gettyimages 870858502 Developing: Heres everything we know about the San Antonio mass shooter

SUTHERLAND SPRINGS, TX – NOVEMBER 06: Law enforcement officials continue their investigation at First Baptist Church of Sutherland Springs during the early morning hours of November 6, 2017 in Sutherland Springs, Texas. (Photo by Scott Olson/Getty Images)

by Abigail Hartley

Updated 3:13pm

Devin Patrick Kelley, a 26-year-old Air Force veteran, killed 26 people and injured at least 20 more when he walked into the First Baptist Church in Sutherland Springs, TX and opened fire on Sunday. CNN reported that according to security footage from the gas station across the street, where Kelley went before embarking on his rampage, he was dressed all in black and appeared to be wearing a ballistics vest.

The victims of the shooting ranged in age from 18 months to 77 years, and included a pregnant woman and the fourteen-year-old daughter of the pastor. Kelley appears to have no connection to the First Baptist Church except that his wife and in-laws occasionally attend services there, CBS News reported.

Police believe that the shooting was motivated by a domestic dispute; he had recently sent threatening text messages to his mother-in-law. While his wife and her parents were not in attendance, Kelley’s grandmother-in-law, Lula White, was at church that day. Kelley shot and killed her during the rampage, CNN reported.

Kelley pulled up to the church, got out of his car, and started shooting into the church building before he even got in the door. Neighbors told local news they could hear the gunfire coming from inside the church, and speculated that he reloaded at least once.

When he left the church, a local man confronted him with a rifle. Kelley dropped his gun and sped away in his car, with locals giving chase behind him. He crashed near the Guadalupe County line and was found dead of a gunshot wound— investigators believe it was self-inflicted. There were two handguns in the car with him, a Glock .9mm and a Ruger .22 caliber, Dallas News reported.

The Washington Post confirmed that Kelley joined the Air Force in 2010, where he served in Logistical Readiness on Holloman AFB in New Mexico. He was court-martialed in 2012 for assaulting his wife and their child, and received a bad conduct discharge plus 12 months of confinement and demotion to E-1.

Kelley’s criminal record means that he should not have been able to acquire a gun. Texas law prevents people with domestic abuse convictions from owning guns for five years after the end of their sentence. In fact, Kelley had previously been denied a right-to-carry license by the state of Texas.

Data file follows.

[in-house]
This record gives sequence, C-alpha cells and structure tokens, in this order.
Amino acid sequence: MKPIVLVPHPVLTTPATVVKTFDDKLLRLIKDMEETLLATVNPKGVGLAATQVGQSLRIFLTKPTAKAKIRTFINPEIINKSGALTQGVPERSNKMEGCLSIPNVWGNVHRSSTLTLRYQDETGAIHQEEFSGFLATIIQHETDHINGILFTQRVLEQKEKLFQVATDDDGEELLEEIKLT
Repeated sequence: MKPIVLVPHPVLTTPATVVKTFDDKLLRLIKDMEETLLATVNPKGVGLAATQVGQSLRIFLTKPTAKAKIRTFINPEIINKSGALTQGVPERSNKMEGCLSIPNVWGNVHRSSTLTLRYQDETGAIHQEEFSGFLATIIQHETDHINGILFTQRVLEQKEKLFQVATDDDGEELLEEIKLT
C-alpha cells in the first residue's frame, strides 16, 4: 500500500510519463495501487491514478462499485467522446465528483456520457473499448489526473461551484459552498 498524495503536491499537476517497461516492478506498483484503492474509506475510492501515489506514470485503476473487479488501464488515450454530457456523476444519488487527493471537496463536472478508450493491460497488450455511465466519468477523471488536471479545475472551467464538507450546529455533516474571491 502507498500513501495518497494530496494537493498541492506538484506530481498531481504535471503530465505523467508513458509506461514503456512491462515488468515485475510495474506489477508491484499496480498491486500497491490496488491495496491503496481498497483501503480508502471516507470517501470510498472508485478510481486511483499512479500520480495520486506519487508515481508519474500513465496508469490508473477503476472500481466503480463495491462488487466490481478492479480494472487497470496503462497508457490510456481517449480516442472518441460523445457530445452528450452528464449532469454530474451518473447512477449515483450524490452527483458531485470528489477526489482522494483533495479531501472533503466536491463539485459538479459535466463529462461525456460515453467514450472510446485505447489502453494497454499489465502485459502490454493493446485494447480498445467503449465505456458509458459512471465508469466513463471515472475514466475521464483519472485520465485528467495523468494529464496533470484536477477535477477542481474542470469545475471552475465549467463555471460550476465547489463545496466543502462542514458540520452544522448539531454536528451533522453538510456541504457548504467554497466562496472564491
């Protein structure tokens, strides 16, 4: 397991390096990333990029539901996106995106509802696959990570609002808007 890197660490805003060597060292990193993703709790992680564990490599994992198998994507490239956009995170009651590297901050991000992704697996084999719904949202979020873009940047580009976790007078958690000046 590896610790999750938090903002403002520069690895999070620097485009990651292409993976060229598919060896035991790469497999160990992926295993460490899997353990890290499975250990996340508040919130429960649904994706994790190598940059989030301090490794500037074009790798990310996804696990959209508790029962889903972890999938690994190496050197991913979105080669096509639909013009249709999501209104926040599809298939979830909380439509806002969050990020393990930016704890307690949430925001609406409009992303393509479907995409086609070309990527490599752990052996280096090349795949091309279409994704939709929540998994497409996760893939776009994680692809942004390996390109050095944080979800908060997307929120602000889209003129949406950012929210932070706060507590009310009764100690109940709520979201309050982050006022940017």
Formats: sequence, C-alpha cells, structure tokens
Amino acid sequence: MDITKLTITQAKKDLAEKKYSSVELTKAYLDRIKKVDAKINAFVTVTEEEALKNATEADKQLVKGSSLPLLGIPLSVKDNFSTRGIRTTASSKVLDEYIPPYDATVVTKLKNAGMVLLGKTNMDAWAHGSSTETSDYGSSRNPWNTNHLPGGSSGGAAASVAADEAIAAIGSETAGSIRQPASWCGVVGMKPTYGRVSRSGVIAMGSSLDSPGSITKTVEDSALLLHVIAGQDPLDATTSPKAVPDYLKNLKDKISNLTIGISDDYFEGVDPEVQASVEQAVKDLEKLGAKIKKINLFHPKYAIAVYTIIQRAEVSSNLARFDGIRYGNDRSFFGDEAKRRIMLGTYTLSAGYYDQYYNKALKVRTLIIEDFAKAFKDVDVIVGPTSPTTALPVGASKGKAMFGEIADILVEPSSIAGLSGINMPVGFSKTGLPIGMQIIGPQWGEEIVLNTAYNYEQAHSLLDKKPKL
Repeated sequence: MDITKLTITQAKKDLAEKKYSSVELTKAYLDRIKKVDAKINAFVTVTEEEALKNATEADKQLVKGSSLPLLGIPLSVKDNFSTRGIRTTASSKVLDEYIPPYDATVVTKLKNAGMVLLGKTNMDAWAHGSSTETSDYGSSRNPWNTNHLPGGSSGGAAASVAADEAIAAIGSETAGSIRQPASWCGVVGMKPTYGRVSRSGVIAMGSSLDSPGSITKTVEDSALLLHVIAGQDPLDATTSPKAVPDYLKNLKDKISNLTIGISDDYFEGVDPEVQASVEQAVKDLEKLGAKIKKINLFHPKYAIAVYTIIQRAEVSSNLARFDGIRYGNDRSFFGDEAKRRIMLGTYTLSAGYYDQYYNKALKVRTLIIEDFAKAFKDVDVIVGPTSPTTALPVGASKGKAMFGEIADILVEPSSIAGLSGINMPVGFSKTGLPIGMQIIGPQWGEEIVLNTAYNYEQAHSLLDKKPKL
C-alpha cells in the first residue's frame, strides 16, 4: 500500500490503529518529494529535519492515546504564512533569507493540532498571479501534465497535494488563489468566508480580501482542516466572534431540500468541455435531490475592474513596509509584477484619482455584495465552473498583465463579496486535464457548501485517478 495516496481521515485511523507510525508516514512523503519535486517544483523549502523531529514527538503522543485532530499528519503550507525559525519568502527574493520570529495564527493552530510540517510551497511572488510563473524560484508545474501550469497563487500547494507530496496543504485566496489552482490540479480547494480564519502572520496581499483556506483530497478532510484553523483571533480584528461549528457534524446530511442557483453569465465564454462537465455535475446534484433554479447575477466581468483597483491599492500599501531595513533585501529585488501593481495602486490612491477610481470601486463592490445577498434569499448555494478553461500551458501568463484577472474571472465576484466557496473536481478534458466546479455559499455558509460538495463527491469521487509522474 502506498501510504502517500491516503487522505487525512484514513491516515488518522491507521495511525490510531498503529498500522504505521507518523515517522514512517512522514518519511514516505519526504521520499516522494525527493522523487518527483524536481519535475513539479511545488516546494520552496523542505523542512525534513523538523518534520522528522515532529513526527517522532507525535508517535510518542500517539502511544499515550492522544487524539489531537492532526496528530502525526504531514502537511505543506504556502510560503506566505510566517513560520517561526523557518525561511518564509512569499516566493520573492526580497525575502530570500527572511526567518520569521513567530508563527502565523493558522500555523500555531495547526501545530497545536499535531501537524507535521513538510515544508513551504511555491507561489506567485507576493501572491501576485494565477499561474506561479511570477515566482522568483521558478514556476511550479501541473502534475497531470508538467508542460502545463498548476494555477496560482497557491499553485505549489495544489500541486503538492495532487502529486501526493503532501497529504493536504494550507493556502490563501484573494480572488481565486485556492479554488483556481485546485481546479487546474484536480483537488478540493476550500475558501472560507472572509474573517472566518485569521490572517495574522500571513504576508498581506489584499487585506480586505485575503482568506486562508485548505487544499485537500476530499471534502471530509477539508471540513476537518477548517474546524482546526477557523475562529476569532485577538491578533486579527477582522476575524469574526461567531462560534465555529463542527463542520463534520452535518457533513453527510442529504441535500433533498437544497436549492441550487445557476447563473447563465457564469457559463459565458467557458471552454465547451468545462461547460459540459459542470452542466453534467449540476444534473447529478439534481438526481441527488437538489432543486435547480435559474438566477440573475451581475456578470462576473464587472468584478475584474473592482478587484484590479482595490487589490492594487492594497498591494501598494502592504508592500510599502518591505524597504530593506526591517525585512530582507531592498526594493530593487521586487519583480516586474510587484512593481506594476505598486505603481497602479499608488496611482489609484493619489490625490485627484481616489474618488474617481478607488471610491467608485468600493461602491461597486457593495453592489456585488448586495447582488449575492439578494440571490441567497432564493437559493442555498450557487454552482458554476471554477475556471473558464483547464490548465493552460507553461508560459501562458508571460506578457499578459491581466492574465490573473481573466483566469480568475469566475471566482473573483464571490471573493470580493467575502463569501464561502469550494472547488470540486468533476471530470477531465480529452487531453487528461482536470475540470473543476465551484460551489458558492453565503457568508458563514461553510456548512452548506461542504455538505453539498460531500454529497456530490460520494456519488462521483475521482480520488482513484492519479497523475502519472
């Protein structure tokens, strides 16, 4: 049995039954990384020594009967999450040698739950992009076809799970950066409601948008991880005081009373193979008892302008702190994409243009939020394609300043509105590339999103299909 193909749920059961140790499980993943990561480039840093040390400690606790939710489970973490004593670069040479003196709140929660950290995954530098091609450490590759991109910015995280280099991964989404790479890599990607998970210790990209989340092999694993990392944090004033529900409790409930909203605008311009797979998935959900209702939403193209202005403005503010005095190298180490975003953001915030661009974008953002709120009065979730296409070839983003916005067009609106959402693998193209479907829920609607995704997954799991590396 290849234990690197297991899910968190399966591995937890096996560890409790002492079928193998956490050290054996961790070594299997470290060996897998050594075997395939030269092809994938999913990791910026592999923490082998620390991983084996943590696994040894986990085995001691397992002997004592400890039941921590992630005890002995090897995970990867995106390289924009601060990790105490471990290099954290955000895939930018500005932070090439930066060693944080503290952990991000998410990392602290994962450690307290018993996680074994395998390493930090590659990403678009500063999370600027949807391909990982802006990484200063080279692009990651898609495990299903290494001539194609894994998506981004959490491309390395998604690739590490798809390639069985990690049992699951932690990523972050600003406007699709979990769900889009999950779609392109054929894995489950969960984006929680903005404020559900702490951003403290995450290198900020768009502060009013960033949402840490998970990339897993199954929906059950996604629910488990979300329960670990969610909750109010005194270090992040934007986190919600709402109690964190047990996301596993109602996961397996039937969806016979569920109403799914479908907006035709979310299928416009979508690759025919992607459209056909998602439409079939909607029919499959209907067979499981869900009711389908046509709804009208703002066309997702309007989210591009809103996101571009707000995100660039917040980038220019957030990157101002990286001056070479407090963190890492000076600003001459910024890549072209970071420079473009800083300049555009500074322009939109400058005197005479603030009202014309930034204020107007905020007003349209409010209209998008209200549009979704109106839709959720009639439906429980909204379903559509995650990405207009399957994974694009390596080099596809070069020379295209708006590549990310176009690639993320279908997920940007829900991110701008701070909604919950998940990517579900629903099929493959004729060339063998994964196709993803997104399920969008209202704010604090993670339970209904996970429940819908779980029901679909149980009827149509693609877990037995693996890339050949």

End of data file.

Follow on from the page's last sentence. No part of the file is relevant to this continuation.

When Kelley filled out the form to buy the semi-automatic rifle used in the shooting from an Academy Sports & Outdoors in late October, he said he had no criminal record and listed an address in Colorado Springs, CO as his home address.

He showed off the purchase on social media, posting a picture of the gun with the caption “she’s a bad bitch” and going so far as to make the AR-556 his Facebook cover photo. Bizarrely, as the LA Times reported, he had a reputation for friend-requesting people in the Sutherland Springs area for the sole purpose of starting online fights with them.

Before he decided to commit the largest act of mass violence in modern Texas history, he’d been living with his second wife and their toddler son in a barn on his family’s property in New Braunfels, TX and working as an unarmed security guard at a nearby resort, AP News reported. Neighbors told the Washington Post that while they often heard gunfire coming from Kelley’s property, that wasn’t terribly unusual in rural Texas.

Disturbingly, The Heavy reported that Kelley’s LinkedIn page lists him as a former children’s Sunday school teacher for kids aged 4-6 years old and features “children” and “human rights” among causes he cares about.

“I am a hard working dedicated person,” his bio read. “I live by he core values on which the Air Force go by.”

If you or another veteran are having thoughts of hurting yourself or someone else, call 1-800-273-8255 and press 1 to talk to the Veterans Crisis Line.

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